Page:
Bitcoin falls below $24,000
As the world's largest cryptocurrency plunges under the $24k barrier, it's clear to see why. Bitcoin once commanded a market cap of $1.3 trillion, but is now down to $455 billion. Ethereum, the second largest cryptocurrency by market cap, is down more than 16% today and other top cryptocurrencies have also fallen. The price of a bitcoin is now worth $147 billion, making it the worst performing among them.
In recent days, cryptocurrency prices have tumbled sharply, sending the price of Bitcoin down to its lowest level since December 2020. While cryptocurrencies like Bitcoin are considered to be a safe haven for investors, the prospect of rising interest rates, inflation, and dislocation of global commerce are weighing heavily on the minds of investors. In March, the U.S. government issued a warning against rising inflation, which could prompt the Federal Reserve to increase interest rates even more quickly.
With the US central bank likely to ramp up borrowing costs for its citizens, it's no wonder that bitcoin is falling so fast. Over the past 24 hours, bitcoin prices have fallen sharply. This dip is due to surging interest rates, aggressive rate-hike signals, and a resurgent U.S. dollar. However, as of May 1, the currency is down more than 12% and is now trading at less than $24000.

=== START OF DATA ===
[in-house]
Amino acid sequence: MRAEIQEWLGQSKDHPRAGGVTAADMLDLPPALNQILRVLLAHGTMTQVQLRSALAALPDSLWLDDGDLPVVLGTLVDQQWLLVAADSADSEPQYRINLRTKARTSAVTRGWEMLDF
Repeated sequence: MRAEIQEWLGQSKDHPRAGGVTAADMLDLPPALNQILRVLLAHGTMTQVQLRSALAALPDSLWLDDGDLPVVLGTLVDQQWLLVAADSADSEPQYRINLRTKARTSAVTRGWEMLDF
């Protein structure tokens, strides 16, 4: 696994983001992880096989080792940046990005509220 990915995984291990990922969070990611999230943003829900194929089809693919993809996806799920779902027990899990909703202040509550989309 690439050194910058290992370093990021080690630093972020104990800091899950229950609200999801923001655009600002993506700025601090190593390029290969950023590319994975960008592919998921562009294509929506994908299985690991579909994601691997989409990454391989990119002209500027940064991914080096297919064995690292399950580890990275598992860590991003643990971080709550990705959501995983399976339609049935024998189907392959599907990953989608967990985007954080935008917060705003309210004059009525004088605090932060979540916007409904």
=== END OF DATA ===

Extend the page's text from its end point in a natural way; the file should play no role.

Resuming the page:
Despite the strong growth of the crypto market last year, Bitcoin fell below $24000 on Monday. The weekend's volatility also caused a selloff in the wider cryptocurrency market, and over $200 billion of crypto assets were sold off. The market cap of the entire crypto market dropped below $1 trillion for the first time since February 2021. The plunge has left investors wondering whether to invest in the currency again. You might have been right.
With US and UK inflation reaching highs, investors are not holding cryptos to counteract inflation. They are still holding safe-heaven assets such as gold. In addition to falling prices, bitcoin is no longer considered a safe haven. Inflation is one of the biggest factors driving the currency's fall. Hence, we should be cautious while buying bitcoin. And remember that the market is still in its early stages. And while bitcoin may seem like a good investment, it is not a long-term strategy.
On Monday, the combined market cap of all cryptocurrencies plunged by 12% to $969 billion, the lowest point since February 2021. Bitcoin's all-time high in November was $69,000, so the market cap of all cryptocurrencies has fallen more than 200%. In this short period, all the top cryptocurrencies on CoinMarketCap are in the red and have posted double-digit losses in the last 24 hours. However, there are some good things in the near future.